Curating a Classic Curriculum

A tale as old as time — classic literature taught in high schools is often criticized as outdated and obsolete. The Falconer takes a look at various factors that go into changing English curricula and students’ views on the need for new material.page2image16542400

Among the array of book genres — like fiction, or nonfiction, or fantasy — there is also a distinct, unofficial one: the classic literature staples on any high schooler’s reading list.

So prevalent is this genre that practically anyone can hear it mentioned and know the books it includes. There’s Romeo and Juliet; there’s Of Mice and Men; there’s The Great Gatsby. Books such as these have been taught to generations of students — and they are still being taught at schools around the U.S. and at TPHS.

Those titles are embedded into English curricula, but a positive opinion of them is not quite as embedded into the students who read them. Some think that changes need to be made to English classes — more modern, applicable and inclusive novels should be taught. Still others think there are merits to reading the classics. The process of redefining and reshaping the high school literary canon is an arduous one, but one that is worth considering.

At TPHS, English classes from ninth to twelfth grade focus on many of these traditional works. English Department Chair Lisa Callender teaches classics like Mary Shelley’s Frankenstein and Shakespeare’s Hamlet in her AP English Literature and Composition classes.

“I definitely see value in my students reading classic literature, as it challenges students in their reading level and comprehension, as well as teaches universal themes and ideas that humans struggle with,” Calendar said.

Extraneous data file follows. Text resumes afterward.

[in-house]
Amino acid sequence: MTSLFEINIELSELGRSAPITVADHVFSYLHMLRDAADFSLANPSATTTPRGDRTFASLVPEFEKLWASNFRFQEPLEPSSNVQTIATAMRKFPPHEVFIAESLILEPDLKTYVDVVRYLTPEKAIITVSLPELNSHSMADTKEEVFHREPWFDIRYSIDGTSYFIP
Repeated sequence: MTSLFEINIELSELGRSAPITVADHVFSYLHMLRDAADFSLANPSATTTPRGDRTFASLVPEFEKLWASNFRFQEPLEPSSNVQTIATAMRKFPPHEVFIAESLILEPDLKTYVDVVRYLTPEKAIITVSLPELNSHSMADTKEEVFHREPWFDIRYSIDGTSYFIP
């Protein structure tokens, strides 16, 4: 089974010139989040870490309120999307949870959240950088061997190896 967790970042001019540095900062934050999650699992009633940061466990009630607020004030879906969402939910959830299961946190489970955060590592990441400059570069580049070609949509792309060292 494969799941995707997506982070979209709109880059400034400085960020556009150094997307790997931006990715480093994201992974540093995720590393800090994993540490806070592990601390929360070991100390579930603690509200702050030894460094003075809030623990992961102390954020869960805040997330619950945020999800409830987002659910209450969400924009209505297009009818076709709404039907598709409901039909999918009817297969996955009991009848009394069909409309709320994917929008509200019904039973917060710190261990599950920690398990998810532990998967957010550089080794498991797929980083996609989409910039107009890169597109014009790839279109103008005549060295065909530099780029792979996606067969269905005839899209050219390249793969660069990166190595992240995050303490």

Part of that value of classic literature is the fact that even books that seem as removed as Pride and Prejudice by Jane Austen or 1984 by George Orwell can be moving and relatable to high school students, according to Callender.

“It seems crazy that [Hamlet] would have any compatibility or similarities with today’s teenager,” Callender said, but Hamlet, like many modern teens, “struggles with his existence” and deals with mental health issues.

Not all students, though, see the classics they read in school as particularly relatable or interesting.

Although Kate Johnson (12) relates to a couple of novels she has read in English classes at TPHS, she said some are really “out there.” She has never had to “avenge her father’s murder” like Hamlet did, or “stalk a married woman” like Jay Gatsby.

Lucie Babcock (12) agreed. Reading The Catcher in the Rye as a sophomore, she said she wondered why teachers called the novel a “universal teenage experience.”

“It certainly wasn’t my teenage experience, and it probably wasn’t anyone’s who wasn’t another straight rich white boy like the main character in the novel,” Babcock said.

Beyond feeling disconnected from characters in classic literature, Johnson said having to read Shakespeare is tedious — calling it “criminal.”

“It’s a waste to dedicate so much time to just Shakespeare, especially [an author] who is so dull,” Johnson said.

While personal opinions on the books read in English classes differ from person to person and from novel to novel, there seems to be a degree of dissatisfaction from students with the traditional curriculum.